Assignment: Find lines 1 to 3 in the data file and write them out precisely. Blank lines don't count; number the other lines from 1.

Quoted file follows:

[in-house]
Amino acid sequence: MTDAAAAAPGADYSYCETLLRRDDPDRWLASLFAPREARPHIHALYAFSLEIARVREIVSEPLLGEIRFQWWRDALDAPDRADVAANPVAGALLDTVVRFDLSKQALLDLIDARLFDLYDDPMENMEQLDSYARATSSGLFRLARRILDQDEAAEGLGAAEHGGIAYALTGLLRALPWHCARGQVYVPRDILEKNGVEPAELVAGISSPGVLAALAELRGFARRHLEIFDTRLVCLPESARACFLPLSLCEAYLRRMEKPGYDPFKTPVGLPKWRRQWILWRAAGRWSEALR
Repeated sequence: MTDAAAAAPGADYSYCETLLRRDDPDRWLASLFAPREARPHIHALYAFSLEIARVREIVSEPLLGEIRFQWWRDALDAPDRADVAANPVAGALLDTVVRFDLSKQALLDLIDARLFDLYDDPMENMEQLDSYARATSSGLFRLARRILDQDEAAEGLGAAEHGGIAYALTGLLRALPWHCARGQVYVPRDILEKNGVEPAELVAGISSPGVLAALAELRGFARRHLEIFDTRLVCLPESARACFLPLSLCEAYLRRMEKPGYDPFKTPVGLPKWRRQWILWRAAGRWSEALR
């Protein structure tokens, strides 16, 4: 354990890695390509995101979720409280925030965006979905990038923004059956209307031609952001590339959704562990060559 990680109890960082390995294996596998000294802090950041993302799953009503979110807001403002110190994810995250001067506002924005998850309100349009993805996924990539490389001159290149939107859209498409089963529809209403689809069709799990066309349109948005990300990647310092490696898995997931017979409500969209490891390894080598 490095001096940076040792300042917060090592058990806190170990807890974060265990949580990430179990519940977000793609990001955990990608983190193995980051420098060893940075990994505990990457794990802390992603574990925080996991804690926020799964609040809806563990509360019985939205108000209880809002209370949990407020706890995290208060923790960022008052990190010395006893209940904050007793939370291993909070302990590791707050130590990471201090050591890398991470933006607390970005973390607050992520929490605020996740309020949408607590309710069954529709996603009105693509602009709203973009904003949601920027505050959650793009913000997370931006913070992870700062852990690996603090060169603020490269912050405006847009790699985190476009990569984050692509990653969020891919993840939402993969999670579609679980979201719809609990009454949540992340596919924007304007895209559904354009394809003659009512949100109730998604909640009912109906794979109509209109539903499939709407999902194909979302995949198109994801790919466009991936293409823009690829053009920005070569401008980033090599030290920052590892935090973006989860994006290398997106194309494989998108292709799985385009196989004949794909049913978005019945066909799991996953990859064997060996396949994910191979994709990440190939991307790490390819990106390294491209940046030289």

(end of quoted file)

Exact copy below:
[in-house]
Amino acid sequence: MTDAAAAAPGADYSYCETLLRRDDPDRWLASLFAPREARPHIHALYAFSLEIARVREIVSEPLLGEIRFQWWRDALDAPDRADVAANPVAGALLDTVVRFDLSKQALLDLIDARLFDLYDDPMENMEQLDSYARATSSGLFRLARRILDQDEAAEGLGAAEHGGIAYALTGLLRALPWHCARGQVYVPRDILEKNGVEPAELVAGISSPGVLAALAELRGFARRHLEIFDTRLVCLPESARACFLPLSLCEAYLRRMEKPGYDPFKTPVGLPKWRRQWILWRAAGRWSEALR
Repeated sequence: MTDAAAAAPGADYSYCETLLRRDDPDRWLASLFAPREARPHIHALYAFSLEIARVREIVSEPLLGEIRFQWWRDALDAPDRADVAANPVAGALLDTVVRFDLSKQALLDLIDARLFDLYDDPMENMEQLDSYARATSSGLFRLARRILDQDEAAEGLGAAEHGGIAYALTGLLRALPWHCARGQVYVPRDILEKNGVEPAELVAGISSPGVLAALAELRGFARRHLEIFDTRLVCLPESARACFLPLSLCEAYLRRMEKPGYDPFKTPVGLPKWRRQWILWRAAGRWSEALR